Jan 29, 2015T&C’s Believe It or Not!
By Chelsea Dutton and Elizabeth Gomez
This week, we bring you head-scratching tales of home remedies from around the world credited with healing sports medicine injuries. From horse placenta fluid to cheese curd, a number of bizarre treatments have raised eyebrows and questions about whether or not they simply acted as placebos. However, one fact remains: In each instance, the athlete seemed to benefit.
There is an ever-growing list of athletes seeking out medical help in the most unlikely of places. For instance, soccer player Danzo Lazovic sought the help of a Serbian housewife upon suffering an injury to his hamstring last fall. Although it was speculated his injury would keep him sidelined for around five weeks, Lazovic was able to return to the game after only one week.
What treatment brought him back so quickly? None other than placenta fluid from a horse. As the story goes, the housewife rubbed the fluid on the injured part of his leg and Lazovic was cured of his hamstring injury–reportedly much faster than any doctor could have imagined.
This sort of story doesn’t seem to be so uncommon in the world of soccer. Some of the most outrageous medical remedies in sport come from the world’s most beloved game. Famed English striker Peter MacDonald, for example, was once treated with injections of goat’s blood after he suffered a serious hamstring injury.
And when playing games in the mountainous Bolivian capital of La Paz, the Blooming soccer squad was prescribed Viagra in order to help the players compete at the extreme altitudes. The drug, designed to increase blood flow through the body, has now become a regular treatment for various South American soccer teams when playing in regions that are notorious for their locations
thousands of miles high above sea level.
In addition to these less-than-traditional sport medicine methods, various other treatments such as faith healing, voodoo, and even the removal of teeth have been used in soccer. Team doctors aren’t always able to explain why some of these remedies work, but most attribute the successes to the placebo effect.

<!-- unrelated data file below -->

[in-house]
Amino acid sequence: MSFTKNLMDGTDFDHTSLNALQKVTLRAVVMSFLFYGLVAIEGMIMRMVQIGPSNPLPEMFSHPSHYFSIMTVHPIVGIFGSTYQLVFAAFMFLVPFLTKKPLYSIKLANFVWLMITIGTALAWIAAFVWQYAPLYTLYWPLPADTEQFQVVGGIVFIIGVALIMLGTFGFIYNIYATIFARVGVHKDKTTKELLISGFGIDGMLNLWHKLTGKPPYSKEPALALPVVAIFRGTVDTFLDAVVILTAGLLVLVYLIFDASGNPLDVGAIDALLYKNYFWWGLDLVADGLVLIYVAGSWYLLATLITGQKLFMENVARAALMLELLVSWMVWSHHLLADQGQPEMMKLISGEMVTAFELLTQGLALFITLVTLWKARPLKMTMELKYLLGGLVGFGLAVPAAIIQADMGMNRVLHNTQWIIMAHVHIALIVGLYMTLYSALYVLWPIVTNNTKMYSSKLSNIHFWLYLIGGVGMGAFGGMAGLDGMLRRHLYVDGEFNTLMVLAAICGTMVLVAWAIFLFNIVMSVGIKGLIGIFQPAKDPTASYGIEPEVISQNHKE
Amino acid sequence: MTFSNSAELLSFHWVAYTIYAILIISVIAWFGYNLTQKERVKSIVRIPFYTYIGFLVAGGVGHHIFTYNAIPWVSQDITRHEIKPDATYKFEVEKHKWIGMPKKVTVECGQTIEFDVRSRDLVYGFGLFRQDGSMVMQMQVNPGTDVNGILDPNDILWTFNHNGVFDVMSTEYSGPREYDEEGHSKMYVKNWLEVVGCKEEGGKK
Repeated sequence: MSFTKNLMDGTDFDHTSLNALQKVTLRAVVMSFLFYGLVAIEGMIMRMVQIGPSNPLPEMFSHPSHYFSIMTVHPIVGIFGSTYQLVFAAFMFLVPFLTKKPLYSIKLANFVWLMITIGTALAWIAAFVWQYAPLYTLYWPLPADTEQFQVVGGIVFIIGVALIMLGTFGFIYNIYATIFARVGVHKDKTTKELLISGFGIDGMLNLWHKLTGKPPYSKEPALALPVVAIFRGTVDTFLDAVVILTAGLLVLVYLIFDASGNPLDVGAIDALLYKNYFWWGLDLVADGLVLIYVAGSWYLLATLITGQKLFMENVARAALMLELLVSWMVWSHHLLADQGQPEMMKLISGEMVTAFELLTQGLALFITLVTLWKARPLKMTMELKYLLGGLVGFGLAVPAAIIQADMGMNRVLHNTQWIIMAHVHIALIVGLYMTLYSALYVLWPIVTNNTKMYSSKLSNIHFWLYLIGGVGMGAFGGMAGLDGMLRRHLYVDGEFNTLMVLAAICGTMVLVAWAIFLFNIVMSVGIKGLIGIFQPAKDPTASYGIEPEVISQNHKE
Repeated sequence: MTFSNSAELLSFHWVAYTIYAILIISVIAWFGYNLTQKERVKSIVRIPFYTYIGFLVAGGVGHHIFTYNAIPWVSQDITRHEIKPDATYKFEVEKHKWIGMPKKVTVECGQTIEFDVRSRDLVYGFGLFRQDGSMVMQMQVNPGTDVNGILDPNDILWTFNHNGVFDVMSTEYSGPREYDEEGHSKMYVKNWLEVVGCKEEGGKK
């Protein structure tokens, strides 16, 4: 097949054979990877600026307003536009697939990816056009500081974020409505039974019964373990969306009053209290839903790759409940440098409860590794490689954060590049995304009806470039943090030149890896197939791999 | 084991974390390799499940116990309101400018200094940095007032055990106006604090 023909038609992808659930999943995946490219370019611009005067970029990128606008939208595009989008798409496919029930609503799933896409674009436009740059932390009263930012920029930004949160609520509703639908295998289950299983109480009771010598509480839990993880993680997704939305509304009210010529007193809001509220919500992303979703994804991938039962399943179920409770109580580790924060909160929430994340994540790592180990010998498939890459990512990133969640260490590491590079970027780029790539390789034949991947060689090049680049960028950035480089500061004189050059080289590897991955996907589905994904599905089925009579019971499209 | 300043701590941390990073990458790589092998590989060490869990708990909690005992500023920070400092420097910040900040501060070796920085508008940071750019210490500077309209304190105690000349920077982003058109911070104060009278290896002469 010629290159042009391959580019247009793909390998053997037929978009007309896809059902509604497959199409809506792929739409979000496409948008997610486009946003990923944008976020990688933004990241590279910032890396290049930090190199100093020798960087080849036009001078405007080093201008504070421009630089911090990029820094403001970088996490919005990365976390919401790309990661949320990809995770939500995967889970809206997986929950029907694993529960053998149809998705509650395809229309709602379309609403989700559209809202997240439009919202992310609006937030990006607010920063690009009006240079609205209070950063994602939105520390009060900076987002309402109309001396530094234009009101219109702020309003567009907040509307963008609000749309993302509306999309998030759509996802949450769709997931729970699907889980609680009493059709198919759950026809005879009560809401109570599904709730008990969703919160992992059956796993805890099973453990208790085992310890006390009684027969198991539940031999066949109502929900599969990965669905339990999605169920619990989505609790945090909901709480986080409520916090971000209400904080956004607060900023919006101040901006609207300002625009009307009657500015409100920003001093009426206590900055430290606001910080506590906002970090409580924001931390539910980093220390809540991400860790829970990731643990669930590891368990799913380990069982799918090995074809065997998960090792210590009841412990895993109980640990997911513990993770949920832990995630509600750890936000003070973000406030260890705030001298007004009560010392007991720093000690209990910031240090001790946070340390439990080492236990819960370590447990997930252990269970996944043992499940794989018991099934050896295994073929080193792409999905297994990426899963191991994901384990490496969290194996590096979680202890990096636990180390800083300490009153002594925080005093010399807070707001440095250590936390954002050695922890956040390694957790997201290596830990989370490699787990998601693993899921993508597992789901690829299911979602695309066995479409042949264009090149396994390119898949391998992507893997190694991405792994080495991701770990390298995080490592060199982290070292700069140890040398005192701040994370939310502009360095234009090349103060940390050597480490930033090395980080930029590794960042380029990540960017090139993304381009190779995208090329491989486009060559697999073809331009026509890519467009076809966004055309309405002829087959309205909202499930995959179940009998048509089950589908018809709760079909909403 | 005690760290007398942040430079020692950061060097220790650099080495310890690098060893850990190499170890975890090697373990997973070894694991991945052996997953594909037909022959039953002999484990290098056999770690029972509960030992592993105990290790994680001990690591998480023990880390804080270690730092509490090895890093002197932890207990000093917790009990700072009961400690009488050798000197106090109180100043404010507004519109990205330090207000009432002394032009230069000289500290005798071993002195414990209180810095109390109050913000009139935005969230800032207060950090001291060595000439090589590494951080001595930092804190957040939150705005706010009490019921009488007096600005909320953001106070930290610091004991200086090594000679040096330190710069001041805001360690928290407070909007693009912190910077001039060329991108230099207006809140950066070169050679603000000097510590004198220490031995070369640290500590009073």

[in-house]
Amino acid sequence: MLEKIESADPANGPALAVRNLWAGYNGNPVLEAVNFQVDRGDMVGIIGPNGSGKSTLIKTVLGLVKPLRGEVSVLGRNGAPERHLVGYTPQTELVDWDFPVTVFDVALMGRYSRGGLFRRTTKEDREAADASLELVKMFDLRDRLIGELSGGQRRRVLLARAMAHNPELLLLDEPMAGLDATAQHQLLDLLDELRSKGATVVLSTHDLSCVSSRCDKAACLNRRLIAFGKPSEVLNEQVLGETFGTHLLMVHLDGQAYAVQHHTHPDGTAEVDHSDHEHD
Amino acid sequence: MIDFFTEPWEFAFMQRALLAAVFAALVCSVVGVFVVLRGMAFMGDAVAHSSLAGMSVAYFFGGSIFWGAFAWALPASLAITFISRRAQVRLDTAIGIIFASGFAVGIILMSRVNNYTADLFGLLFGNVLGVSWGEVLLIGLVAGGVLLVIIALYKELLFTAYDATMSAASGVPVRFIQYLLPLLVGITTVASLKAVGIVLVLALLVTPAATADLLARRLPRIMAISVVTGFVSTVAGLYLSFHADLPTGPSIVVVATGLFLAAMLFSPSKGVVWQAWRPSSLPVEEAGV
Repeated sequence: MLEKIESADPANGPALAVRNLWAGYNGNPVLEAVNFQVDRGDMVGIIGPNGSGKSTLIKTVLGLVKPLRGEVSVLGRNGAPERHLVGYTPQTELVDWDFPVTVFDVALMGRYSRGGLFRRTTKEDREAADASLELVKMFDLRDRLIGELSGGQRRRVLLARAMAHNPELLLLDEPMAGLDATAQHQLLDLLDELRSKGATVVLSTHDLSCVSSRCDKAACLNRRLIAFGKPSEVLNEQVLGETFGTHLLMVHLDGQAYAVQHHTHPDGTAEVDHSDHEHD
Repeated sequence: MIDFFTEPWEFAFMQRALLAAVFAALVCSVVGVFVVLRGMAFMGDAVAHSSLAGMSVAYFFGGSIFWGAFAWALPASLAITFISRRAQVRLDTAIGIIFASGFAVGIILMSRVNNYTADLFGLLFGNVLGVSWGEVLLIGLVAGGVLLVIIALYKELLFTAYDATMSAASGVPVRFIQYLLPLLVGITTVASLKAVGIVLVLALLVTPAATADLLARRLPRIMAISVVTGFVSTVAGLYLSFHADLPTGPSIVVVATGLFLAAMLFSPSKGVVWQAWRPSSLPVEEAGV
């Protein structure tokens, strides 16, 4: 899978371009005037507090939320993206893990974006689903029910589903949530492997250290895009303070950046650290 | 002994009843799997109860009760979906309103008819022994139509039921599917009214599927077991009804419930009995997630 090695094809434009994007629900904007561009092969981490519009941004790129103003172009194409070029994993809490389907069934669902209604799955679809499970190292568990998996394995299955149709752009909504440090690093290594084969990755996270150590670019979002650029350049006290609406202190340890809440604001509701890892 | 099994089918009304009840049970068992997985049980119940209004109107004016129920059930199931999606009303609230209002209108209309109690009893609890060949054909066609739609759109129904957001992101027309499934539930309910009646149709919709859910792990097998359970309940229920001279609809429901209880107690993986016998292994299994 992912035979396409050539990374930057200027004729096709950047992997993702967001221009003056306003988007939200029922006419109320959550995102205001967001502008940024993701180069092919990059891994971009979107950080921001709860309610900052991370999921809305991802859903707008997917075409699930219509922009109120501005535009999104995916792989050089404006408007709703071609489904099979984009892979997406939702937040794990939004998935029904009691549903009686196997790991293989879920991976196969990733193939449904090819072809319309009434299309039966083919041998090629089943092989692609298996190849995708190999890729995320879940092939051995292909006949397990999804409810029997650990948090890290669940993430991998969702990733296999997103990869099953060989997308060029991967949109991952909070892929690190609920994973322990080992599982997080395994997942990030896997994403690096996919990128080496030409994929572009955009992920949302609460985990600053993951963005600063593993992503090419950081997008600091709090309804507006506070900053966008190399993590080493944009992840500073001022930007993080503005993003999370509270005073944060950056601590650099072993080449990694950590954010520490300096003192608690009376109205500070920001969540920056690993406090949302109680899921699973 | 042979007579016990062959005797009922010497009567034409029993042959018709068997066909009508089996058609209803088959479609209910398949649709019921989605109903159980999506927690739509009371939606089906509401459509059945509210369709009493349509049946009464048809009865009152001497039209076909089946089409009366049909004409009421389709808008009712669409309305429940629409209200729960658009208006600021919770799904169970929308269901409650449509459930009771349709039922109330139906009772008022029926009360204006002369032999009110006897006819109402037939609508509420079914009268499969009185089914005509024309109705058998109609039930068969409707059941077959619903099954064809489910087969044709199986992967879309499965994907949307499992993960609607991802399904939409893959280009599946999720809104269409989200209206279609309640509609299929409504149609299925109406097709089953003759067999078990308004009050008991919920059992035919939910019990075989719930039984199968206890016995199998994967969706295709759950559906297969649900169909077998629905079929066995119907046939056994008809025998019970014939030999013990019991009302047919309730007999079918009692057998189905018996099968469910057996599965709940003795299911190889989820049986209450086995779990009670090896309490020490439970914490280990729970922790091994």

In the days leading up to the 2010 Winter Olympics, one of the headlines splashed across every sports page in the country involved the status of U.S. skier Lindsey Vonn. An enormous gold medal favorite in five alpine skiing events, Vonn suffered a bruised shin during a training run in Austria. With the 2010 games just around the corner, she turned to a virtually unknown remedy to help ease her ailing leg: cheese curd.
Topfen cheese curd, sometimes used by Austrian skiers for treatment of various injuries, is a semisoft cheese popular in Germany, Poland, Russia, and Austria. Seemingly influenced by her Austrian coach, Vonn turned to this alternative method by wrapping her leg in the cheese in an effort to reduce swelling. It seems to have worked, as she took home gold and bronze medals in two events in Vancouver. Vonn’s cheese cure isn’t the only unique remedy that was used in the Olympics. Dr. Bob McCormack, the Canadian Olympic team’s Chief Medical Officer, told the Associated Press about an Olympian who used urine as a treatment.
“I remember one of our athletes coming to a previous Games, a young athlete who was told by her coach, for her sprained ankle, what she needed to do was urinate in a rag and wrap her ankle in the urine-soaked rag,” he said. “The idea was the uric acid would drain out the swelling. That’s an example of something that’s been used in Eastern Europe.
“For me, the issue is, ‘Will it do harm to the athlete and is it performance enhancing from the WADA [World Anti-Doping Association] perspective?'” McCormack added. “I can’t see it doing any harm and if the athlete believes in it, I am OK with it.”
Chelsea Dutton and Elizabeth Gomez are junior Sports Media majors at Ithaca College. FEEDBACK: “…regular treatment for various South American soccer teams when playing in regions that are notorious for their locations thousands of miles above sea level.” I doubt if you really meant thousands of miles above sea level unless they are playing on the moon. The real issue I have with this story is the information is presented as fact. Non-medical professionals read this and believe this is the best approach to managing injuries. The article should have included a statement regarding the lack of scientific efficacy of such treatments and that Training and Conditioning does not endorse or support the use of such treatments in the management of athletic injuries. Mark A. Anderson, PT, PhD, ATC University of Oklahoma Health Sciences Center Department of Rehabilitation Sciences